That’s it, they’re in Chicago.  That was fast (their speed in reaching Chicago reminds me of this Flight of Conchords scene).  They go to a random bar, and naturally the first person they meet, the bartender, is Miles, though he doesn’t want to admit to it, and he talks to Charlie in private, and tells her he can’t help.  Also, he discovers that new friend Nate is a spy, and warns Charlie and crew to get the fuck out of Dodge for their own safety.  The militia comes in and it turns out Miles is a super duper badass who kills just about every militia member and at the end of the battle it also turns out that the rest of the crew stuck around to help him.  So, his niece convinces him to join with them and find her brother.  Meanwhile her brother escapes, is taken in by a woman and helped, then caught again at that woman’s house.  The woman also has a crazy USB key which she puts into a super old PC and types in the command prompt to someone else.  Power still exists!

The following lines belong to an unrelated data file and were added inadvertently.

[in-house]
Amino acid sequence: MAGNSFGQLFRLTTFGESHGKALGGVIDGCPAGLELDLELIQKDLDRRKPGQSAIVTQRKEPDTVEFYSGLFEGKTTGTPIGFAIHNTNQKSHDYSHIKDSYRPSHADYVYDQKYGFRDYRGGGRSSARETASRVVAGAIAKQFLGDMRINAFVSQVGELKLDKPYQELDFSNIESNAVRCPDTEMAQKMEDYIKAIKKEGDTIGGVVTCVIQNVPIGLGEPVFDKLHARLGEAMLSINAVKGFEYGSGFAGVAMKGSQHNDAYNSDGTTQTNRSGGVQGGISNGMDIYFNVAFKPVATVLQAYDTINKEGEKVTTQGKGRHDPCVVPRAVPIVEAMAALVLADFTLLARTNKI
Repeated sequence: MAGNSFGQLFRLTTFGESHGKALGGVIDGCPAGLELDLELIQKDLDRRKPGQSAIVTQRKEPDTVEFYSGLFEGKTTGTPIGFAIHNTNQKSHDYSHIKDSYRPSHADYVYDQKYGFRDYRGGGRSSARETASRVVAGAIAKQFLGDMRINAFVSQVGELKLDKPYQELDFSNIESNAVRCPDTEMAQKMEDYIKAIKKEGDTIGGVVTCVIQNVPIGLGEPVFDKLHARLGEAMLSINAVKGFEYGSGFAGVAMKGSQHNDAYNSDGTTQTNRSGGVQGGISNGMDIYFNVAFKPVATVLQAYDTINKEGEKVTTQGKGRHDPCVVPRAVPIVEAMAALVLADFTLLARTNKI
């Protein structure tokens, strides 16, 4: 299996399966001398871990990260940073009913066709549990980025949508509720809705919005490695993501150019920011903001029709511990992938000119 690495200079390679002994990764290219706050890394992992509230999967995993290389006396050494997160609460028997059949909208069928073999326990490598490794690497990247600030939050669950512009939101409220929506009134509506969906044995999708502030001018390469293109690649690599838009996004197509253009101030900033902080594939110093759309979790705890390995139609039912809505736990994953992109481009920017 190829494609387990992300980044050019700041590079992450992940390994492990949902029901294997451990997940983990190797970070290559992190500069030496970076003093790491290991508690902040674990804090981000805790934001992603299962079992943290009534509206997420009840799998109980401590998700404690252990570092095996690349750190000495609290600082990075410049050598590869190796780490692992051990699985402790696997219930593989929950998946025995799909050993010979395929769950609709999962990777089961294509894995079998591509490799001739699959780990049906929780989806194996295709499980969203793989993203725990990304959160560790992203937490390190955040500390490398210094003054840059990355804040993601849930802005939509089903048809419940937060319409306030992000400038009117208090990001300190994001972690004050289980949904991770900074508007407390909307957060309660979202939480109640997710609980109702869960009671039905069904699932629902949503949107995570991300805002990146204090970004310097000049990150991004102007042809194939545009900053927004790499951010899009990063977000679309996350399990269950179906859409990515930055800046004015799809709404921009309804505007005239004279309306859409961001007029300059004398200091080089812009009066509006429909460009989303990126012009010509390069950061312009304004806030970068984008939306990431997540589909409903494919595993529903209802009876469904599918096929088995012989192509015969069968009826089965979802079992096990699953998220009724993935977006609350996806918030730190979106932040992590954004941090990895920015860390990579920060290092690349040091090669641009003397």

So there’s obviously one huge question hanging over the entire show – why did the power go out?  Then there’s also, why do these people have ridiculous USB keys, and all of that.  Initially I’m less impressed with the characters than Last Resort, as they seem more likely to be cardboard action-adventure clichés and I almost wish this show was just set in this post-apocalyptic society, and there were no USB Keys, and no crazy power conspiracy, but then it wouldn’t be a JJ Abrams show, would it.  For all the later disintegration of Lost, damn, that pilot was captivating and I haven’t seen one as good in a Lost-type show since.  I do wonder though whether the end of Lost has made me look for the potential future problems in all of these first episodes.  When I watched the Lost pilot, I was innocent and naive, assuming the writers had a brilliant plan for how the series would be laid out just as good as that first episode.  If I had to guess there’s ten ways this show can come apart and at least one will happen, either due to the plot, or due to everything else being uninteresting besides the plot.  It doesn’t have to go that way though, and it’s unfair to judge the pilot simply on the likeliness that that will happen.